Last Briton held at Guantanamo Shaker Aamer to be released
US President Barack Obama has agreed to send the last remaining British resident held at Guantanamo Bay back to the United Kingdom. Shaker Aamer has been held at the US military base in Cuba for 13 years.
Obama administration officials notified Congress of the president’s intention to free Aamer on Friday.
The president discussed the decision to return Aamer back to the UK with Prime Minister David Cameron by telephone on Thursday, officials said.
The PM raised the issue of Aamer’s imprisonment with President Obama during a visit to the White House in January.
At the time Obama pledged to “prioritize” the case, but Aamer’s legal team complained in August that nothing had been done to help his cause.
Aamer has never been charged with a crime or faced trial since he arrived at the high security prison in Cuba.
He was arrested in 2001 in Afghanistan and subsequently moved to Guantanamo Bay, where in 2007 the US military claimed he was a “close associate” of Osama Bin Laden and a “recruiter, financier, and facilitator” for Al-Qaeda.
Amazing news about Shaker Aamer, huge congratulations due to @Reprieve and many others for working tirelessly to get him out of Gitmo.— Ed Gillett (@ehgillett) September 25, 2015
The Saudi citizen has always insisted he was in the country to carry out charitable work and claims he confessed to being a jihadist under torture by the CIA.
Speaking to the press last month, Aamer’s US legal counsel described Washington’s refusal to release Aamer as “shameful.”
Lawyer Ramzi Kassem called on the British government to pressure the White House further, a message which appears to have been acted on.
The New York-based lawyer submitted a 26-page motion at a court in Washington DC, calling for the British resident to be examined by two independent doctors and an army doctor to determine how Aamer is coping with post-traumatic stress disorder.
Shaker Aamer’s imam and family friend has told RT that he thinks Guantanamo Bay should be closed without further ado.
“[The prisoners] should be released to their families, they should be returned home, and there shouldn’t be any more delay, I think Guantanamo should be shut down,” Sheikh Suliman Gani said.
Regarding the release of Aamer, he told RT he is very happy the former prisoner will see his family again.
“This is really the best news that we could ever expect. We’ve been optimistic, [but], you know, 14 years is a very long time. We’re keen to see the day when Shaker Aamer will be reunited with his family. We never gave up, and today this confirmation has come, the family would be jumping [with] joy.”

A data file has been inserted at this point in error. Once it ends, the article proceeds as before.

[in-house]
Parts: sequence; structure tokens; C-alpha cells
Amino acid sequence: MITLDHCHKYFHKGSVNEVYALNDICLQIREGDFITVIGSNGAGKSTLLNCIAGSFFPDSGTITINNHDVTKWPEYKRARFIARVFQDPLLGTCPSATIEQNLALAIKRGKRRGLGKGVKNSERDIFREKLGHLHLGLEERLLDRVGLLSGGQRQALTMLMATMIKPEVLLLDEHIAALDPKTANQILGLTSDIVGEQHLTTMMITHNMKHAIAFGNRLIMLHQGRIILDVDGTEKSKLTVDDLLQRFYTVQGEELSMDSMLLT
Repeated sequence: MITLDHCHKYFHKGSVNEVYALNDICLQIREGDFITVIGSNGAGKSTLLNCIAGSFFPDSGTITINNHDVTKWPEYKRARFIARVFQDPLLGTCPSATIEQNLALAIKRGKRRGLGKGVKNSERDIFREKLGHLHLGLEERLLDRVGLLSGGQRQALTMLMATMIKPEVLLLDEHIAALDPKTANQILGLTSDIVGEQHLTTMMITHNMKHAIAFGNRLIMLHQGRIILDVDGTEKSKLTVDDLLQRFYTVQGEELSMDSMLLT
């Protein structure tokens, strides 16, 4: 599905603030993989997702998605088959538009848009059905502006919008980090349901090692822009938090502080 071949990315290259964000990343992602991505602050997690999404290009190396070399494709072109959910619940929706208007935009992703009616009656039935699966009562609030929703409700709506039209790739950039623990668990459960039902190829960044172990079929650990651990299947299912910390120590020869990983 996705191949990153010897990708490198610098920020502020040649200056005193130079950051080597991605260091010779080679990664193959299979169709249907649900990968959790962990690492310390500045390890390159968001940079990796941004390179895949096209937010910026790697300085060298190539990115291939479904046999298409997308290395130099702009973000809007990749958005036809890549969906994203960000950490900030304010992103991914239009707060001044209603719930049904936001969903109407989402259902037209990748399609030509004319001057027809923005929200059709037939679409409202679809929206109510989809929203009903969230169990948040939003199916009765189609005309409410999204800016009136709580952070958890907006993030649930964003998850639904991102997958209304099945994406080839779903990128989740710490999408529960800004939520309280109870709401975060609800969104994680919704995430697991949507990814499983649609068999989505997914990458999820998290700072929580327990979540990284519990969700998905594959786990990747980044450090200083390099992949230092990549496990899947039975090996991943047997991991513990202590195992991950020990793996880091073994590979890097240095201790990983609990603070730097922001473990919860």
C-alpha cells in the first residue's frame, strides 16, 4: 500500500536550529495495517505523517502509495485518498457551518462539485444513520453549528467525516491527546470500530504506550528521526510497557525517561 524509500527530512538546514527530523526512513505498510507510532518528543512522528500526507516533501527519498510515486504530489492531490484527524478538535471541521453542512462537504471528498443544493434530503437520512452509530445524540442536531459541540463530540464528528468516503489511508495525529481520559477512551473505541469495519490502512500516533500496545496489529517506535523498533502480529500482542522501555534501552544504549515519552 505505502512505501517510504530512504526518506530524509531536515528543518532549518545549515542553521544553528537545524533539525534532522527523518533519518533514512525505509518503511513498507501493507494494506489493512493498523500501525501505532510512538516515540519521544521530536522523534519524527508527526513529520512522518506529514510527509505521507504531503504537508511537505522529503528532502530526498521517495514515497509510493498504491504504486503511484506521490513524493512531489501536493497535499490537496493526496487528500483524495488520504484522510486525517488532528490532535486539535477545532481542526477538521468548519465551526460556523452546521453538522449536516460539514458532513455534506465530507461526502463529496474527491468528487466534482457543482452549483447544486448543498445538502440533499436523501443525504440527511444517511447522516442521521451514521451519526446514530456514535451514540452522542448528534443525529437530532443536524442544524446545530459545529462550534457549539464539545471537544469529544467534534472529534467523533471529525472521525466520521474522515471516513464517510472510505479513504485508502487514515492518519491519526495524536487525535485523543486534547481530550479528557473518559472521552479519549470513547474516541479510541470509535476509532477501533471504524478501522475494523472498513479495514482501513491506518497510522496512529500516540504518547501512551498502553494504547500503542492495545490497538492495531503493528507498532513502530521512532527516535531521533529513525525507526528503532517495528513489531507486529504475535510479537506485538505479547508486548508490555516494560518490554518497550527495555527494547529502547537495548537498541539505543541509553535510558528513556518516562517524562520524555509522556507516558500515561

Responding to news of Aamer’s release, Kassem said the decision was years overdue.
“This should have happened long ago, but today being the most important holiday in the Muslim calendar, I can’t think of a better present for Shaker and his long-suffering wife and children in London,” he told the Washington Post.
A senior US defense official told the Washington Post the decision to release Aamer was made by Secretary of Defense Ashton B. Carter “following a thorough review of his case and taking into consideration the robust security assurances that will be provided by the British government, one of our strongest allies who has supported our efforts to close the detention facilities at Guantanamo Bay.”
A government spokesman said Aamer’s case has been raised “regularly” with US officials.
“The government has regularly raised Mr Aamer’s case with the US authorities and we support President Obama's commitment to closing the detention facility at Guantanamo Bay,” the spokesman said.
“In terms of next steps, we understand that the US government has notified Congress of this decision and once that notice period has been concluded, Mr Aamer will be returned to the UK.”
“As the US has said, we have one of the most robust and effective systems in the world to deal with suspected terrorists and those suspected of engaging in terrorist related activity and we will continue to do all we can to protect people in Britain and around the world from the threat of terrorism.”
Republican congressman Mac Thornberry said he had “grave concerns” about the decision to transfer Aamer to the UK.
“Shaker Aamer certainly fits that bill if he is released to the UK because I do not believe that the British government has the ability to hold or try him,” Thornberry said in a statement.
“Despite the rhetoric of a sophisticated PR campaign, it is clear to me that this is a dangerous individual whose release will put Americans at greater risk.”